Germline mutations in the human DNA mismatch repair (MMR) genes MSH2 and MLH1 are associated with the inherited cancer disorder Lynch syndrome (LS), also known as hereditary nonpolyposis colorectal cancer or HNPCC. A proportion of MSH2 and MLH1 mutations found in suspected LS patients give rise to single amino acid substitutions. The functional consequences in regard to pathogenicity of many of these variants are unclear. We have examined the functionality of a panel of MLH1 missense mutations found in LS families, by testing the variant proteins in functional assays, addressing subcellular localization, and protein-protein interaction with the dimer partner PMS2 and the MMR-associated exonuclease 1. We show that a significant proportion of examined variant proteins have functional defects in either subcellular localization or protein-protein interactions, which is suspected to lead to the cancer phenotype observed in patients. Moreover, the obtained results correlate well with reported MMR activity and with in silico analysis for a majority of the variants.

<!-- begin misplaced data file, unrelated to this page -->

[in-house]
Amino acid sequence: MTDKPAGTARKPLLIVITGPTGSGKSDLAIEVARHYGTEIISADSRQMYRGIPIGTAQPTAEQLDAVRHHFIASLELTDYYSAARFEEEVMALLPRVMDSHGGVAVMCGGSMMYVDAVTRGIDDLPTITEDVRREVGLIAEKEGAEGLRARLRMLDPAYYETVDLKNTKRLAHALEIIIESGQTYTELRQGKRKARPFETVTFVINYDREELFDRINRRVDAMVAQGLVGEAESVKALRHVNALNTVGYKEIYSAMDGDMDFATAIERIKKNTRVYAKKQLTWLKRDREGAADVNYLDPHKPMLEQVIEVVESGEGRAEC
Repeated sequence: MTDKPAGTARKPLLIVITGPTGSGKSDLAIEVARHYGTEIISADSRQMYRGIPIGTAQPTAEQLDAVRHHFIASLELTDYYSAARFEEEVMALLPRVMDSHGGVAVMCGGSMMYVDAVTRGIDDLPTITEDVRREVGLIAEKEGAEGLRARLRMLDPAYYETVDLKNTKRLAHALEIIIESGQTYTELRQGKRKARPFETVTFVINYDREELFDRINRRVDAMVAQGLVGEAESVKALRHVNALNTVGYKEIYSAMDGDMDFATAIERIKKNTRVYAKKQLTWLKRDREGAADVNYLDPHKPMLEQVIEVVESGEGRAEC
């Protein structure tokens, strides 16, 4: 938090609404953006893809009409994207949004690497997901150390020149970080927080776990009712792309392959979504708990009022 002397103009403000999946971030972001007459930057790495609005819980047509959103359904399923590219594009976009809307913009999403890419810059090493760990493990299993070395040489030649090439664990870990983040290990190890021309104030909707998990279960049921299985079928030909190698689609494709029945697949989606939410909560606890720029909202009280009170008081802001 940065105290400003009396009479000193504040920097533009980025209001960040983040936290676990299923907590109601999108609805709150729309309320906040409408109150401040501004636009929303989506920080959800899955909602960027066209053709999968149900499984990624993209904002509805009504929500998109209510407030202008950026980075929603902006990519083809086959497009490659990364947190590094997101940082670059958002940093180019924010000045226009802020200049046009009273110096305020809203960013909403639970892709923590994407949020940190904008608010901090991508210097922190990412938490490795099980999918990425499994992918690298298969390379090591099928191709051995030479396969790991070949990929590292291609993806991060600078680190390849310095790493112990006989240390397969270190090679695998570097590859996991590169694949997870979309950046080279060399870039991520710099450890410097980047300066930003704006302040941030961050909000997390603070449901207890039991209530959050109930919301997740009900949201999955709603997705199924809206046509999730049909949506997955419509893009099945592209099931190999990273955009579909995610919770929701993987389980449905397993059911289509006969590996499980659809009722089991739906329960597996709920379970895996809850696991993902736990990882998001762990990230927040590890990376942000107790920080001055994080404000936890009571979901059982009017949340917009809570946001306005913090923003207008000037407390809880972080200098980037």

© 2012 Wiley Periodicals, Inc.